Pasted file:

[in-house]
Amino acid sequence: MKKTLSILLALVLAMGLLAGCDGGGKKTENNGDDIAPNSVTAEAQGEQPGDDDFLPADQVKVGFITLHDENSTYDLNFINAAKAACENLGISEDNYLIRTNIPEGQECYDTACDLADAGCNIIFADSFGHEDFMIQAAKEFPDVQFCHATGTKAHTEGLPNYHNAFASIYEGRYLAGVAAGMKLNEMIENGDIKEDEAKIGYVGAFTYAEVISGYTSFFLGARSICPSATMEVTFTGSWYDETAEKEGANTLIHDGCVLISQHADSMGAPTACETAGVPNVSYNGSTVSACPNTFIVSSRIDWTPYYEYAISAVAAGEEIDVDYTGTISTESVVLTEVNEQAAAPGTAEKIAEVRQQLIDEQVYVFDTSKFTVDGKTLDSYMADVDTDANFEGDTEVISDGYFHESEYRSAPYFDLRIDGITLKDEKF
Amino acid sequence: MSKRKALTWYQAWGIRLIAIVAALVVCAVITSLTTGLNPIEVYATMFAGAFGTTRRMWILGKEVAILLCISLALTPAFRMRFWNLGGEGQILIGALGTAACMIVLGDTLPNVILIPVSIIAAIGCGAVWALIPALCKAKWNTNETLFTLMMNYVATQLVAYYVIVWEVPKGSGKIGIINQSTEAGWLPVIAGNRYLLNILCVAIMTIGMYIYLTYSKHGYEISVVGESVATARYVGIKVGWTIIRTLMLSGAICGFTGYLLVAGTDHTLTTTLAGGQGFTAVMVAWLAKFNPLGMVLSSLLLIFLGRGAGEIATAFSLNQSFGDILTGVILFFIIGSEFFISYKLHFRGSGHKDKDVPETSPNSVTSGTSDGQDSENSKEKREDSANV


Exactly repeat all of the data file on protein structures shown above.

[in-house]
Amino acid sequence: MKKTLSILLALVLAMGLLAGCDGGGKKTENNGDDIAPNSVTAEAQGEQPGDDDFLPADQVKVGFITLHDENSTYDLNFINAAKAACENLGISEDNYLIRTNIPEGQECYDTACDLADAGCNIIFADSFGHEDFMIQAAKEFPDVQFCHATGTKAHTEGLPNYHNAFASIYEGRYLAGVAAGMKLNEMIENGDIKEDEAKIGYVGAFTYAEVISGYTSFFLGARSICPSATMEVTFTGSWYDETAEKEGANTLIHDGCVLISQHADSMGAPTACETAGVPNVSYNGSTVSACPNTFIVSSRIDWTPYYEYAISAVAAGEEIDVDYTGTISTESVVLTEVNEQAAAPGTAEKIAEVRQQLIDEQVYVFDTSKFTVDGKTLDSYMADVDTDANFEGDTEVISDGYFHESEYRSAPYFDLRIDGITLKDEKF
Amino acid sequence: MSKRKALTWYQAWGIRLIAIVAALVVCAVITSLTTGLNPIEVYATMFAGAFGTTRRMWILGKEVAILLCISLALTPAFRMRFWNLGGEGQILIGALGTAACMIVLGDTLPNVILIPVSIIAAIGCGAVWALIPALCKAKWNTNETLFTLMMNYVATQLVAYYVIVWEVPKGSGKIGIINQSTEAGWLPVIAGNRYLLNILCVAIMTIGMYIYLTYSKHGYEISVVGESVATARYVGIKVGWTIIRTLMLSGAICGFTGYLLVAGTDHTLTTTLAGGQGFTAVMVAWLAKFNPLGMVLSSLLLIFLGRGAGEIATAFSLNQSFGDILTGVILFFIIGSEFFISYKLHFRGSGHKDKDVPETSPNSVTSGTSDGQDSENSKEKREDSANV